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20 Comments

  • Eric Davidson says on

    I have been preaching for years about the “error” among Southern Baptist pastors and churches regarding how we measure success. My list, similar to many others, has five “success” components: Bodies, Baptisms, Budgets, Buildings, and Busyness. None of these five, in and of themselves, is wrong, only the idolatry they can become if we are not careful to leave our ego out of the assessment. I believe the fifth component, busyness, a “works” methodology for salvation, is what many individuals use as a benchmark for success. Not to mention the “trap” set for normative size churches when people say, “Look at ALL that church is doing; why can’t we be more like them? If we would only do more, we could be successful, too!” I am thankful for Dr. Rainer’s article and the attention he brings to an issue that greatly needs our spiritual discernment!

  • Rev Marva Usher-Kerr says on

    Loved the simplify blog. Yes it is time to work on realignment and return to what our ministry should be about: making disciples .

  • Christine Stout says on

    What an excellent article! Thank you!

  • James Malla says on

    Thanks for the post Indeed your article is true to the the best of my knowledge. It really inspires change in the way we do church today. Too many programmes are driving serious believers away from the church. We must change.

  • Rev. Annie L. Williams says on

    Thank you so much, for the spirit of god is one, god is beginning to speaking to loud and clear, for us not to hear. If we are fully intuned to him. It is not our position or titles he is speaking to, but to those whose hearts are wth him. We saw how the holy spirit flew out of the window of the church during this period of the pandemic. The church lost her forcus, our looks and the best g offerings. Too many of our churches are eating from the king’s table. The church has became the illunatic cult. I believe god is done with church manipulations and hypocrisy.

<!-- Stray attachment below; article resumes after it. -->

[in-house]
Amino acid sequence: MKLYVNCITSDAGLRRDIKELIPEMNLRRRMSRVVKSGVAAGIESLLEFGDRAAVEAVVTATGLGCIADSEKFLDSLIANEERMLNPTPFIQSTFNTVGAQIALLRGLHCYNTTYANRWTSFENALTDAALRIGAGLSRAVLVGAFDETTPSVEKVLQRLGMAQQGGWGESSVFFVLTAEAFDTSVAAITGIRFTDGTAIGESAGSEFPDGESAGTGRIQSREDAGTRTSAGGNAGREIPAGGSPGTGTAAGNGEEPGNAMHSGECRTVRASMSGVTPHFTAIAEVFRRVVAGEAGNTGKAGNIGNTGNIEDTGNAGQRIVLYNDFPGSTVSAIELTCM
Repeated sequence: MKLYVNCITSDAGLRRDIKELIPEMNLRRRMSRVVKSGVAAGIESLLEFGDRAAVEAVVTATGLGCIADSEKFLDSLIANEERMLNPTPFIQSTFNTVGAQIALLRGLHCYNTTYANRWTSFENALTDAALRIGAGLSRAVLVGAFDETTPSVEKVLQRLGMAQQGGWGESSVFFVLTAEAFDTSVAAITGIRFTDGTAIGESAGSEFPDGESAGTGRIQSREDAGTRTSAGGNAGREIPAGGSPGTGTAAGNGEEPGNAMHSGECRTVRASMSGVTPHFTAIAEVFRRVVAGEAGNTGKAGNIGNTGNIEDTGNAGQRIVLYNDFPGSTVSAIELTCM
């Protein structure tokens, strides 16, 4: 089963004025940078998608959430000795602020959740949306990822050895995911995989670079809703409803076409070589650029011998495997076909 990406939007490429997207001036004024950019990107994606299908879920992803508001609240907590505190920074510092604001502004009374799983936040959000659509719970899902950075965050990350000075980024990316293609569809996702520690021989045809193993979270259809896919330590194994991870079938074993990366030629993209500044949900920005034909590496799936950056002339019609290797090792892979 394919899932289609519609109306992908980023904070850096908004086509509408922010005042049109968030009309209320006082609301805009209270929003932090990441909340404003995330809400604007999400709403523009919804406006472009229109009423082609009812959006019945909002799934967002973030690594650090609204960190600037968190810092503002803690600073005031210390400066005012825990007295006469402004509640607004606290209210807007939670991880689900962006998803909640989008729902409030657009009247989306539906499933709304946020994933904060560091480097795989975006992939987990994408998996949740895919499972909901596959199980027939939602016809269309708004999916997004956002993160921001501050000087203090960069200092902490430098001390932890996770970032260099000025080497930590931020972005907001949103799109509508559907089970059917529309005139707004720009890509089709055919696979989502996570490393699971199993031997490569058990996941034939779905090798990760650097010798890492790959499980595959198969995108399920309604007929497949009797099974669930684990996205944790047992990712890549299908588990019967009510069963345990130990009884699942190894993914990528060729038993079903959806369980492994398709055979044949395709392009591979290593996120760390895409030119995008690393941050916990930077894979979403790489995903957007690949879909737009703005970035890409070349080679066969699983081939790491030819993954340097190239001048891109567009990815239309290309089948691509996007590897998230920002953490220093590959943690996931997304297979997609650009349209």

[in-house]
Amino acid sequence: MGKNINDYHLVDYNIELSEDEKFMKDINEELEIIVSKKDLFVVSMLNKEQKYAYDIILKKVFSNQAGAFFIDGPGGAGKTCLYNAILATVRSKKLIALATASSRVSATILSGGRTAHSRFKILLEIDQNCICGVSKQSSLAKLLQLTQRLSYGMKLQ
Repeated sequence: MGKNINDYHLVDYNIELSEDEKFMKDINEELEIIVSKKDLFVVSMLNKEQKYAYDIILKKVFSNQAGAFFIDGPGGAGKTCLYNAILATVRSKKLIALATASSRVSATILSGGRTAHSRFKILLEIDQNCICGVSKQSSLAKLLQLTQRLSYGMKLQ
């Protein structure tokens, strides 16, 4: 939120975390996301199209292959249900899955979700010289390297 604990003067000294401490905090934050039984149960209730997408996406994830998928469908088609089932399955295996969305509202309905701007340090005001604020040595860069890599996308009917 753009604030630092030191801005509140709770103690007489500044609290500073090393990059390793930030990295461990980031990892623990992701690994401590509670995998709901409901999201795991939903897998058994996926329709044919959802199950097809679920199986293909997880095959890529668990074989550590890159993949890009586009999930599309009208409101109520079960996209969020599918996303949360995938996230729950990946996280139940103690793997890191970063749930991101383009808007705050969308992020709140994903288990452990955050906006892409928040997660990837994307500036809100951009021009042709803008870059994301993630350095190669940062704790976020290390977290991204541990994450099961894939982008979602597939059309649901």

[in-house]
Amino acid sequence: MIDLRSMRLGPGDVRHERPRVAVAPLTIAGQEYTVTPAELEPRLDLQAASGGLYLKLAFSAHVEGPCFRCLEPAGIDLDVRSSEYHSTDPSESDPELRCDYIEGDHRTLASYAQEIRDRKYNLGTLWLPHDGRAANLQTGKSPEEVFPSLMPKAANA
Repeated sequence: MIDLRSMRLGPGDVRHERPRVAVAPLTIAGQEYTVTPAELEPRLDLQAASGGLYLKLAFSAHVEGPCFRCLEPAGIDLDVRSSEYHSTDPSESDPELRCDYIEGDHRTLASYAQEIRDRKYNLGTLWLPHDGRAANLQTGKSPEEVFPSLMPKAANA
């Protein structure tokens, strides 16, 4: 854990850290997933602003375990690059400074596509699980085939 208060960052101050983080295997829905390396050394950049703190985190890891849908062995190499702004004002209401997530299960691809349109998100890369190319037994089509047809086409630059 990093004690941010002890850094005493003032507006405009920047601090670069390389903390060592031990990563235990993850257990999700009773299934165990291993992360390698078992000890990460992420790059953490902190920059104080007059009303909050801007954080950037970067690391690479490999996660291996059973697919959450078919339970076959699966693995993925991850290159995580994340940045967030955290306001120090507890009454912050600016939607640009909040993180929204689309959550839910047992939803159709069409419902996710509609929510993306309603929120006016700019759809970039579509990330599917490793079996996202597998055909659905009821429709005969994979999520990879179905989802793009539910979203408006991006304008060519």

As we regain our focus, (if we do), the church is entering a new era or dispensation. The church need to get out of the buildings and into the streets, commmunties and neighborhood and eventually reach the nation and the world. Jesus was out in the streets, communities, villages and boats. Not buildings. The tabernacle not made by hands. Thanks for bringing this out, that we should cut down all the programs and activities and concentrate on the salvation of the lost. Jesus is comming soon and threr is so much work to do. Lets strart working again. God bless you.

  • Emma Pearson says on

    Thank you. God want us to put Him first. When we come as Christian come to worship God together then it is much power. We are to be out in the community afterwards as we go to the store, park, jobs, etc. witnessing. Let us not get it confused. We are social beings and as we meet others we let the light of Christ shine. We need to not allow our facilities to be our social clubs.

  • Excellent article and very true. Less is more and if you want to be effective you need to be selective. For a number of years some of the church leaders in our city offer programs that they are running to one another so we don’t all need to duplicate the same things and we can each focus on what we are good at.

  • Hi Thom,